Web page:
50A: Like Lake Mead: MAN-MADE. It's the largest MAN-MADE lake in the world, isn't it?

52A: "Gimme __!": Columbus cheer beginning: AN O. I guessed. I surmise it's the cheerleading sound from Ohio State University?

53A: Ebbing: ABATING

55A: Reels off: RECITES

57A: Encountered: RAN INTO. Had problem obtaining this multiple word answer.

58A: Thankless one: INGRATE

59A: Magazine revenue: PRINT AD. There were only 2 letters in my brain, AD, then nothing else.

60A: Yields: ASSENTS. I only know the "Agree" meaning of assent.


1D: Downed quickly: BOLTED. Was ignorant of "Down quickly" definition of BOLT. Don't BOLT. Food is to be enjoyed.

2D: Relating to Space Age technology: AVIONIC. Also new to me. The noun AVIOTICS = AVI (ation) + (Electr)ONICS.

4D: Polar outburst?: BRR. I wrote down RAY, confusing Polar with Solar.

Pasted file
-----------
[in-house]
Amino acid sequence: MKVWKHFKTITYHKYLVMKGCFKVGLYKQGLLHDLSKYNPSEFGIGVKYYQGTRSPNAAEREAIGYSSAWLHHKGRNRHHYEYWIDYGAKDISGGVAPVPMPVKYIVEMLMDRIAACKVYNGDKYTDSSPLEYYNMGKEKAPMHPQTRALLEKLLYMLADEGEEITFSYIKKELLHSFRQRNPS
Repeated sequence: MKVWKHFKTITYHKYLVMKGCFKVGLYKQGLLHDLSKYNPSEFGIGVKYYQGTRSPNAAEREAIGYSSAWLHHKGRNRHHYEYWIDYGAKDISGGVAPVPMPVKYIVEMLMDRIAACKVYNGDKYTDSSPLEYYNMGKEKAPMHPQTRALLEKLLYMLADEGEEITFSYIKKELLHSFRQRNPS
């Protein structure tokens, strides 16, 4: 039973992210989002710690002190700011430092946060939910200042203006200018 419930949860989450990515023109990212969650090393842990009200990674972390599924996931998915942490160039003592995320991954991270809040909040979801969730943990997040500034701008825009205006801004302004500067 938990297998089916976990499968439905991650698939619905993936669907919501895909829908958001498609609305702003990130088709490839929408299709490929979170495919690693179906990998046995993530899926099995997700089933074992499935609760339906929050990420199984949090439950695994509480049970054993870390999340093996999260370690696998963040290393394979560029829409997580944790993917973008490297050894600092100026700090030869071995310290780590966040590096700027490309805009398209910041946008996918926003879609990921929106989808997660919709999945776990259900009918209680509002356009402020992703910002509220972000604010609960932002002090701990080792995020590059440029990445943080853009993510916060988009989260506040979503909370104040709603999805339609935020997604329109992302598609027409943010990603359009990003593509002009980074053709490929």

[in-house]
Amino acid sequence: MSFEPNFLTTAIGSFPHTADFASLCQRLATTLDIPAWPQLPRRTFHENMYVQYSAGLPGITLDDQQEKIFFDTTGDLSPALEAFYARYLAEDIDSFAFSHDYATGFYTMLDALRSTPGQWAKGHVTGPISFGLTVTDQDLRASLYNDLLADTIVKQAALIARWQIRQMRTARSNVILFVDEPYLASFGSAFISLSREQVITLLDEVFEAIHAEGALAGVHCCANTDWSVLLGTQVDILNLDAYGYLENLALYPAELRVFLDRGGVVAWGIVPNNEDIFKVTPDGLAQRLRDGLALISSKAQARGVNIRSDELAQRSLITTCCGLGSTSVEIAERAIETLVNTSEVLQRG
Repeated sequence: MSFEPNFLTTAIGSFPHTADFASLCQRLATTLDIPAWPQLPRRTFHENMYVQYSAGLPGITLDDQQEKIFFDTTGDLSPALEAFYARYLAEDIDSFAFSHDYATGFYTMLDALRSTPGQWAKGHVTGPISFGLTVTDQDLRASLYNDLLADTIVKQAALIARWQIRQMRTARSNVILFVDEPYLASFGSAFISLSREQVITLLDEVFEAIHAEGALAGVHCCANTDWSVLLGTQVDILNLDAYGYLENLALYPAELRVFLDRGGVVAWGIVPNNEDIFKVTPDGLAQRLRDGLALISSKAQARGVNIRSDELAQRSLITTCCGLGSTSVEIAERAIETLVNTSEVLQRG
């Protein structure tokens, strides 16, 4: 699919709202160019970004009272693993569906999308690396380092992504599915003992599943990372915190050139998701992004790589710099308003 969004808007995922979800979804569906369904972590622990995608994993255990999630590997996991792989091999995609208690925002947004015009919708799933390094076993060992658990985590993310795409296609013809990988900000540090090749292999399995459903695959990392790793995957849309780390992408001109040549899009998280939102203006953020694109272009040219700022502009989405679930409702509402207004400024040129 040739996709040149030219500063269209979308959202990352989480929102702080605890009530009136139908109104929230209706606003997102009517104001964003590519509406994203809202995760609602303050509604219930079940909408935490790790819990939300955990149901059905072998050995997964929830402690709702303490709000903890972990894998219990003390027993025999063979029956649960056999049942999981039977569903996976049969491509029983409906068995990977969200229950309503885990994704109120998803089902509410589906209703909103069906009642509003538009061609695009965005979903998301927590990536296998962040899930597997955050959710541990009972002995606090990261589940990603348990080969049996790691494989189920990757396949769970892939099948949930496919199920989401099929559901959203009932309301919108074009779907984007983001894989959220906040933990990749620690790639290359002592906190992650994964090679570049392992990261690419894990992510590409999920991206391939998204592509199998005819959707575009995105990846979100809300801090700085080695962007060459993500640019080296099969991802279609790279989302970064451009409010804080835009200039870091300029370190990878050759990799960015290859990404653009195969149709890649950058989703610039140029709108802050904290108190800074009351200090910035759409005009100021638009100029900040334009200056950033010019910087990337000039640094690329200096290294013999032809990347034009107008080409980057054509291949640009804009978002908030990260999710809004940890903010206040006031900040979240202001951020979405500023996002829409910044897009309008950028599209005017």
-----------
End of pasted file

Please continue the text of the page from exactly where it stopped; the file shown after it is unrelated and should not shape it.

5D: Somewhat: A TAD

6D: More valuable, as coins: RARER. And MINT (50D: Spanking new). Both remind me of coins and baseball cards.

7D: Deafening silent, e.g.: OXYMORON. Elissa linked this list last time. Sallie likes jumbo shrimp.

8D: Used another's words: QUOTED

9D: Attach: ANNEX. I wanted ADD ON.

10D: Obsolete: DEAD. Thought of GONE.

11D: Patriotic org.: DAR (Daughters of the American Revolution). The other choice is SAR (Sons of American Revolution).

12D: Make a mist of: ATOMIZE

13D: Catty types: FELINES. I was thinking of the mean catty catty, not cat-like catty.

14D: Like the Aral Sea: INLAND. SHRINKING has too many letters. It's indeed INLAND.

21D: Jackie's designer: OLEG (Cassini). Michelle Obama likes Jason Wu's design.

24D: "I'd rather skip it": LET'S NOT. And DID OK (30D: Managed). Neither came to me easily.

26D: Safari destination: SAVANNA . I was thinking of a country rather than the general grassy plain.